The city introduces a new branding initiative to unite NYC’s public markets
The New York City Economic Development Corporation (NYCEDC) last week unveiled a new brand strategy for the city’s network of six public markets, which includes a multilingual ad campaign, a dynamic new website and social media presence, direct mail campaigns and more, all of which are designed to consolidate a network of historic markets under one city-wide brand. It’s all part of the organization’s comprehensive initiative to promote NYC’s public markets–including Essex Market, the Bronx’s Arthur Avenue Market, and Williamsburg’s historic Moore Street Market–as “world class destinations for both local residents and tourists.”
Image courtesy of NYCEDC
The city’s public markets were established by Mayor Fiorello LaGuardia in the 1930s and 1940s as a way to help keep food affordable while providing indoor space for the city’s growing population of street vendors to do business (it’s estimated that by 1900, 2,500 open-air vendors were active in NYC, mostly on the Lower East Side). Today, the network of markets includes Essex Market on the Lower East Side (now part of the much larger Market Line at mega-development Essex Crossing), La Marqueta in East Harlem, Moore Street Market and 13th Avenue Retail Market (Gourmet Glatt) in Brooklyn, Arthur Avenue Market in the Bronx, and Jamaica Market in Queens, adding up to over 100 merchants offering a spin-the-compass variety of international fare and wares.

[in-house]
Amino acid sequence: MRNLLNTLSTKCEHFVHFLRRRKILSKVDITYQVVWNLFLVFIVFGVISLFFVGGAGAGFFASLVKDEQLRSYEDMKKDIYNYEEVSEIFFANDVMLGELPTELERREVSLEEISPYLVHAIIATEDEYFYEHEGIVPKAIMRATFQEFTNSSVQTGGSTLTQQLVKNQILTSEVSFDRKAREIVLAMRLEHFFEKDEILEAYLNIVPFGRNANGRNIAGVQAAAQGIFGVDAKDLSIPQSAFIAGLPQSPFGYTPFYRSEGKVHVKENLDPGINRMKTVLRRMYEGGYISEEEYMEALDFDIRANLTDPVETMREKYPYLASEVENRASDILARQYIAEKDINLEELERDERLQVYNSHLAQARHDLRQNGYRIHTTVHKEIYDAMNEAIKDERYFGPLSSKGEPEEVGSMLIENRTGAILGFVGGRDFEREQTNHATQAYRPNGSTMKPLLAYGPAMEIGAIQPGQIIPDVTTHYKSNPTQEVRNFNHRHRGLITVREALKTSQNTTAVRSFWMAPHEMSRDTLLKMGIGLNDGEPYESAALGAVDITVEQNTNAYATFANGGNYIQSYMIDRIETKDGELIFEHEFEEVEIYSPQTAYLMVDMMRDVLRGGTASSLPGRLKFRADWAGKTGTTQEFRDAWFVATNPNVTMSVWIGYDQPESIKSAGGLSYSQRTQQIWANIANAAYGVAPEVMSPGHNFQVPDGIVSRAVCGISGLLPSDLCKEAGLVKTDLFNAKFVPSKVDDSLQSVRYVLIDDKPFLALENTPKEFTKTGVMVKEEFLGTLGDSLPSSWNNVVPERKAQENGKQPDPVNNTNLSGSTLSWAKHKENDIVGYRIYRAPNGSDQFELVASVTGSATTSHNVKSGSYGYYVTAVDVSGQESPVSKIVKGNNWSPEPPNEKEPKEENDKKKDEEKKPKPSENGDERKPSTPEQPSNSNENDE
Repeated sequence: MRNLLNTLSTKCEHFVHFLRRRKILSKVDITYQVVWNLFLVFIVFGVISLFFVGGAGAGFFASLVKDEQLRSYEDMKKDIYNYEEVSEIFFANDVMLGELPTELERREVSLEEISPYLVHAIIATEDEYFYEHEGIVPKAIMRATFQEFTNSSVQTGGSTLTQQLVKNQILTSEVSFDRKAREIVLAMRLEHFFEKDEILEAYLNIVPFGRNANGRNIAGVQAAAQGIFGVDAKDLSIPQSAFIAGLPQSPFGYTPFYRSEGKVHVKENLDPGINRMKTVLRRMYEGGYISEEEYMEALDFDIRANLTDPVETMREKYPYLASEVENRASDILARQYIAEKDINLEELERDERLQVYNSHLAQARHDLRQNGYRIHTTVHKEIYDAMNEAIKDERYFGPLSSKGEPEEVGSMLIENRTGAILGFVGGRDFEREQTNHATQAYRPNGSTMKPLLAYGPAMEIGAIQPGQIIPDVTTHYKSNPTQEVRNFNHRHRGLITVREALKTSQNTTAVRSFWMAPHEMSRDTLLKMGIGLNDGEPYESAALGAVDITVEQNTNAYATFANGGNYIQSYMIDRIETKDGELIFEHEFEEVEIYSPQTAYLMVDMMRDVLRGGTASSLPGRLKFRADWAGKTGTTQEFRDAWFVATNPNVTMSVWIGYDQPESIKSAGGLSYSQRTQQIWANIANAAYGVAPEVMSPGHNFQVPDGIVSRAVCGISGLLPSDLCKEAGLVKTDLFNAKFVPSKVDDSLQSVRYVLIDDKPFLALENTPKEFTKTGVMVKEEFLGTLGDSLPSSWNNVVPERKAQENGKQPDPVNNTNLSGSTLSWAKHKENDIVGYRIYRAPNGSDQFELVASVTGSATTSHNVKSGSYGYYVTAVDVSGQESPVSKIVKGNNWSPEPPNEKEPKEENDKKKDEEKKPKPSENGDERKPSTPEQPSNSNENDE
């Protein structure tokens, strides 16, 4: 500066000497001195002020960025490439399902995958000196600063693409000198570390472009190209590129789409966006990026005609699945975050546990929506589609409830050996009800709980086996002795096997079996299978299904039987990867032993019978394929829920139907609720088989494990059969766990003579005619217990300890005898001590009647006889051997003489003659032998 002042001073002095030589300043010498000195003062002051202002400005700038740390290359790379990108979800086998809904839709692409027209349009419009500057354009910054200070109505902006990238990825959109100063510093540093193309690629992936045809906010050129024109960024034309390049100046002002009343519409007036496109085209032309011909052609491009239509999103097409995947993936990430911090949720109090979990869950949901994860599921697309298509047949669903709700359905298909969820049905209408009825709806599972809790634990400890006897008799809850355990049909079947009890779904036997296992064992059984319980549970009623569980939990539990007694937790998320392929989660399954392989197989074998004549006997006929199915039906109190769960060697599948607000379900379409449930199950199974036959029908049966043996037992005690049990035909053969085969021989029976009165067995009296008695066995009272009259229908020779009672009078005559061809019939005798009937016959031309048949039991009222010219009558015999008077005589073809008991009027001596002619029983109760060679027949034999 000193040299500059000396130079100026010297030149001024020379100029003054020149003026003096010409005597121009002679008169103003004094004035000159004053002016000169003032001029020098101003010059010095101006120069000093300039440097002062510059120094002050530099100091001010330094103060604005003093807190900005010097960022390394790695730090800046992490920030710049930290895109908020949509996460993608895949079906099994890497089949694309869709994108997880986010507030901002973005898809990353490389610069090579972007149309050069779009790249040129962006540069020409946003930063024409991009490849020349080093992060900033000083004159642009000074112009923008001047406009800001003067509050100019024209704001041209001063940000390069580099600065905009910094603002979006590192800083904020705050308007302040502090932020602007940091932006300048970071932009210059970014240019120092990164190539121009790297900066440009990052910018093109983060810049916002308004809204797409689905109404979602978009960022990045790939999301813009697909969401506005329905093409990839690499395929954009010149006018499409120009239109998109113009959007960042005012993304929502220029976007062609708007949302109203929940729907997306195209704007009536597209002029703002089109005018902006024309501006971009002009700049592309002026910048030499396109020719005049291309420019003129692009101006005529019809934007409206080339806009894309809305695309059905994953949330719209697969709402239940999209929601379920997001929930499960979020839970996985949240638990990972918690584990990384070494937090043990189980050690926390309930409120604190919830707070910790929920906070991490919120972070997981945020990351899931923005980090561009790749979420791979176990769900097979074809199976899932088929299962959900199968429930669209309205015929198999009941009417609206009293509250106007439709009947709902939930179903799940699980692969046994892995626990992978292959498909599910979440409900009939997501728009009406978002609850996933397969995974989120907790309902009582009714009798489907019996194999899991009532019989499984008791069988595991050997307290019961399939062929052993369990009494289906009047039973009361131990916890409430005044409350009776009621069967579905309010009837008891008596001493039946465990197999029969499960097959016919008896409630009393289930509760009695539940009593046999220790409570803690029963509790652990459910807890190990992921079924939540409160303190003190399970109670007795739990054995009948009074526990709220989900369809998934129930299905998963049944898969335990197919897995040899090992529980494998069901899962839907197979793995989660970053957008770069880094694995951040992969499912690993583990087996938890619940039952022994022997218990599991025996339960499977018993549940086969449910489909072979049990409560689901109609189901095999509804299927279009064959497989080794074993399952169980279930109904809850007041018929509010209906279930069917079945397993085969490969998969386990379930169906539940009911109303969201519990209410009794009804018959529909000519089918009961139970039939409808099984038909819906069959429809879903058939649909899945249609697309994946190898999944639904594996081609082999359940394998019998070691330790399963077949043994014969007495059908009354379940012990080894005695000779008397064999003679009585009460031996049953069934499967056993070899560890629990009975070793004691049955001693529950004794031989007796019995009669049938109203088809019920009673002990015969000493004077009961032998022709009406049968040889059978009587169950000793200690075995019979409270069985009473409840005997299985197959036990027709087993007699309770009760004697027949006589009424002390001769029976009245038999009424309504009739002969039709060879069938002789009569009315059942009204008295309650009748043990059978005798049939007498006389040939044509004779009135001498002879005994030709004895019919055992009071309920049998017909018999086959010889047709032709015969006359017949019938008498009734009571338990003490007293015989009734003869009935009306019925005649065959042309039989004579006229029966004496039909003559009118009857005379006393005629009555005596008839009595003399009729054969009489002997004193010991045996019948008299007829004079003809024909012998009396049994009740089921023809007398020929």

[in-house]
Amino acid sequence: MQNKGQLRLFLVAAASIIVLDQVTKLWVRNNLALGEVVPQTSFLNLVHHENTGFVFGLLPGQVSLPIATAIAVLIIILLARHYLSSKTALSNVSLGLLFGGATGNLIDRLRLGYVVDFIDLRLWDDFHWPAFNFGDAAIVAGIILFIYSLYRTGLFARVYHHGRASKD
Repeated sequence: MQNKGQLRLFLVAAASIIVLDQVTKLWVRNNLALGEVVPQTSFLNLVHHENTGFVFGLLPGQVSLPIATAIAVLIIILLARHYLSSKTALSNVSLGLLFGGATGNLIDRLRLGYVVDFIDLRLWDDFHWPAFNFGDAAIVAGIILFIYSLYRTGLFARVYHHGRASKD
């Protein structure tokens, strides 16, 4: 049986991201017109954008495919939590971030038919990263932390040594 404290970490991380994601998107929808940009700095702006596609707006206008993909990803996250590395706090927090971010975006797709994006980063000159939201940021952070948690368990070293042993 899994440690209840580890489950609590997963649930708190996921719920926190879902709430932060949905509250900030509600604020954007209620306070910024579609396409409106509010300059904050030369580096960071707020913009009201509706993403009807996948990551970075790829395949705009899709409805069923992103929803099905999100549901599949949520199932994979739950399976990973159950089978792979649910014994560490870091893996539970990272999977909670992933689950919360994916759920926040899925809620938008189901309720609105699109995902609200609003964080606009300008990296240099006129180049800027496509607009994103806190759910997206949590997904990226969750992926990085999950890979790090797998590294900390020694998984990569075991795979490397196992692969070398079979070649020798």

The new public markets website showcases each market’s vendors, programming, and events; look for the tagline “Good Things Are in Store” in print newspapers, local radio, and television and on social media platforms like Instagram and Facebook. A direct mail campaign will reach out to consumers within the communities that host the six public markets.
NYCEDC is providing critical support to ensure that the markets remain a vital cultural and economic force. Additional details include the launch of The Pushcart (a stall at each location that will offer samples of food from other markets), branded apparel and merchandise, demonstration kitchens and event spaces, and partnerships with community non-profits.
The new campaign continues the momentum that began when Essex Market moved into its new home in the Essex Crossing development. Other recent market moves include a community partnership between Moore Street Market and El Puente de Williamsburg and a $2.7 million investment to make necessary market improvements to both, $1.65 million in capital upgrades for Arthur Avenue in the Bronx, the opening of a renovated plaza for community events and programming–and $25 million in city capital to go toward redevelopment–at La Marqueta in East Harlem.
David Hughes, NYCEDC Vice President of Retail Markets, said in a press release heralding the new branding campaign, “The vibrant new branding and campaign for New York City Public Markets aim to increase visibility and raise awareness of these vital community and cultural hubs for affordable, healthy, and diverse food. We are proud to be launching these resources to provide crucial support our small businesses who might otherwise find it difficult to open and operate in a prime retail location in the city or invest in marketing and promotional resources.”